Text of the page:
A Brief Thought on Globalization and Music

Everything is Subjective!

Standard disclaimers apply.

I came across an article recently that talked about spatial perception in music. Most of us have seen cartoons where something goes up into the air (say, an elevator) and the orchestral accompaniment reinforces this notion of "ascent" by also "ascending." Conversely, if something falls, the music "goes down" with it.

So is it universal that our notion of "ascent" in space and music are intertwined?

"Not so fast!" say the researchers, based on two points:

  • Children do not seem to make this association without being trained, and
  • For certain cultures (Greek, Jewish, Arab) the association is reversed.

There are even "confessional" Lutheran ministers and trained musicians (who ought to know better) who will tout this type of research and its subjectivist conclusions as being a rationale for allowing great latitudes of freedom in worship music.

Enter The Global Media

I recall another article (about 20 years ago) discussing the origins of Reggae music. During the heyday of radio, people in Jamaica were exposed to American pop radio styles coming from coastal stations. Those who were fascinated with the music incorporated and blended the foreign musical vocabulary with their own, which was an exciting development in popular music.

When US recording companies heard of this new, blended music, they were eager to get these musicians into the studio. Unfortunately, there was a problem--the clinical obsession with accuracy that characterizes the record industry was directly at odds with the very loose, flexible approach favored by the musicians. They wouldn't show up on time, and when they did, they'd "make mistakes" and generally create an un-saleable mess. Ultimately the problem was "solved" by "cleaning up" the recordings, hiring "better" players, and so on.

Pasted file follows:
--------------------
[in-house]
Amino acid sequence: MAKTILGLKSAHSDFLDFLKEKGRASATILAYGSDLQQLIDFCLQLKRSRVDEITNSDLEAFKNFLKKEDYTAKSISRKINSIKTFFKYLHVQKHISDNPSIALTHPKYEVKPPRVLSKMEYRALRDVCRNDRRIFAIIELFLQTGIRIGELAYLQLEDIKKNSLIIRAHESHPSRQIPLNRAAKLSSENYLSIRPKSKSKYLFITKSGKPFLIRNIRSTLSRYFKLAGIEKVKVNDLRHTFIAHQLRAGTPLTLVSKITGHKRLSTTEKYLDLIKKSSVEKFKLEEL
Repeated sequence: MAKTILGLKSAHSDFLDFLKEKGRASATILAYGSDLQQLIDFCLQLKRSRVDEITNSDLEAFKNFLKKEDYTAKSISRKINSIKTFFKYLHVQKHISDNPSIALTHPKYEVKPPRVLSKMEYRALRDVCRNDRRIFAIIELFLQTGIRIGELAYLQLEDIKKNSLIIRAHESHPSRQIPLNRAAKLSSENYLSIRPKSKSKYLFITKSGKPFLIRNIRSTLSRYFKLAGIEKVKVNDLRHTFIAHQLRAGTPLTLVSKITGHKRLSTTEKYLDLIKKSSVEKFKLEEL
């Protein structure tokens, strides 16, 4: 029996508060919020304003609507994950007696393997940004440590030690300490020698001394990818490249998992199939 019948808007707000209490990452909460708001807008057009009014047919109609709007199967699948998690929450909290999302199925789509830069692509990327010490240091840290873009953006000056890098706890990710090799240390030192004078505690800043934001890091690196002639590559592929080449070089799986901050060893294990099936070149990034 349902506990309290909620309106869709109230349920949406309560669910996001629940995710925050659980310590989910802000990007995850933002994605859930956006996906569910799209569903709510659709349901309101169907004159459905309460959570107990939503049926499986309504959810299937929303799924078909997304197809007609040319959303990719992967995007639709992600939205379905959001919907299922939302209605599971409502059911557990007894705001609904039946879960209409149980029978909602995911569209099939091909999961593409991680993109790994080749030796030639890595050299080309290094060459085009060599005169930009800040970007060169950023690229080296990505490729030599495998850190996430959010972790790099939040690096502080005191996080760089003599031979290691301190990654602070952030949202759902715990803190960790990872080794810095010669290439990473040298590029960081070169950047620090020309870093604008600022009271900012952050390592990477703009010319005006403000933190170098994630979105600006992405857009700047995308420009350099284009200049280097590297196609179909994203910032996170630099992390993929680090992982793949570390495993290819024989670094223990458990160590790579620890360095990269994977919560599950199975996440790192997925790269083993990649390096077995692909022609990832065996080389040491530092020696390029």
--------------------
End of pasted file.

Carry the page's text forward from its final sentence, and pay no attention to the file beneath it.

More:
A similar story is told of American Blues, and its incorporation into commercial recording. Even American Jazz has not been immune.

In these cases, we find an interesting interplay of Western/European/Pop styles with the "Other," followed by an inexorable homogenization of the style. In the interest of consistency, features like odd-length forms (Early blues players like Blind Lemon Jefferson would sometimes play 11-bar or 13-bar choruses) and rhythmic flexibility (with the early reggae players) are stratified--"smoothed out," if you will.

What's Next

As Western pop music became/becomes global, the "Everything is subjective" argument will weaken. Local traditions and cultural associations will inevitably be stratified, and it will be difficult to rely on the presence of individual variations in societies to support the argument.

That doesn't mean that subjectivity disappears entirely, of course, but could it possibly reduce the value of the argument, and ask us to reconsider it?

Does it not also compel us, as musicians, to reconsider abandoning the mass media? Why should western popular music be the only form that gets distributed around the globe? (or even in our churches?)

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